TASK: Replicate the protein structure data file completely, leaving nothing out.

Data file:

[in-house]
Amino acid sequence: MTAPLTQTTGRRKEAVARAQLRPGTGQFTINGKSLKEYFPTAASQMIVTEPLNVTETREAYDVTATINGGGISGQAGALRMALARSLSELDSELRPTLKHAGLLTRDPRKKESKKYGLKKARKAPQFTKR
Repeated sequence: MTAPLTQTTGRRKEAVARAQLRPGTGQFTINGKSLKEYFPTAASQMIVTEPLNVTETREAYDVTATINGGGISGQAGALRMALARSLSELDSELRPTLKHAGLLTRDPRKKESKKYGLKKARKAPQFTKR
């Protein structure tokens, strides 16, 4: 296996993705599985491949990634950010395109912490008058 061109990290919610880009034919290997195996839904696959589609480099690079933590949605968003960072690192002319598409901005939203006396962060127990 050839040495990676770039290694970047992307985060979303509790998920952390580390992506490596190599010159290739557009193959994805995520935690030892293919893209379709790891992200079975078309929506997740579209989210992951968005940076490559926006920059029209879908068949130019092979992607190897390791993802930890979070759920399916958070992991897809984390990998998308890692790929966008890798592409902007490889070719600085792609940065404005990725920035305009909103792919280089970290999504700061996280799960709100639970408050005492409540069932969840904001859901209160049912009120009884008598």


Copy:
[in-house]
Amino acid sequence: MTAPLTQTTGRRKEAVARAQLRPGTGQFTINGKSLKEYFPTAASQMIVTEPLNVTETREAYDVTATINGGGISGQAGALRMALARSLSELDSELRPTLKHAGLLTRDPRKKESKKYGLKKARKAPQFTKR
Repeated sequence: MTAPLTQTTGRRKEAVARAQLRPGTGQFTINGKSLKEYFPTAASQMIVTEPLNVTETREAYDVTATINGGGISGQAGALRMALARSLSELDSELRPTLKHAGLLTRDPRKKESKKYGLKKARKAPQFTKR
């Protein structure tokens, strides 16, 4: 296996993705599985491949990634950010395109912490008058 061109990290919610880009034919290997195996839904696959589609480099690079933590949605968003960072690192002319598409901005939203006396962060127990 050839040495990676770039290694970047992307985060979303509790998920952390580390992506490596190599010159290739557009193959994805995520935690030892293919893209379709790891992200079975078309929506997740579209989210992951968005940076490559926006920059029209879908068949130019092979992607190897390791993802930890979070759920399916958070992991897809984390990998998308890692790929966008890798592409902007490889070719600085792609940065404005990725920035305009909103792919280089970290999504700061996280799960709100639970408050005492409540069932969840904001859901209160049912009120009884008598």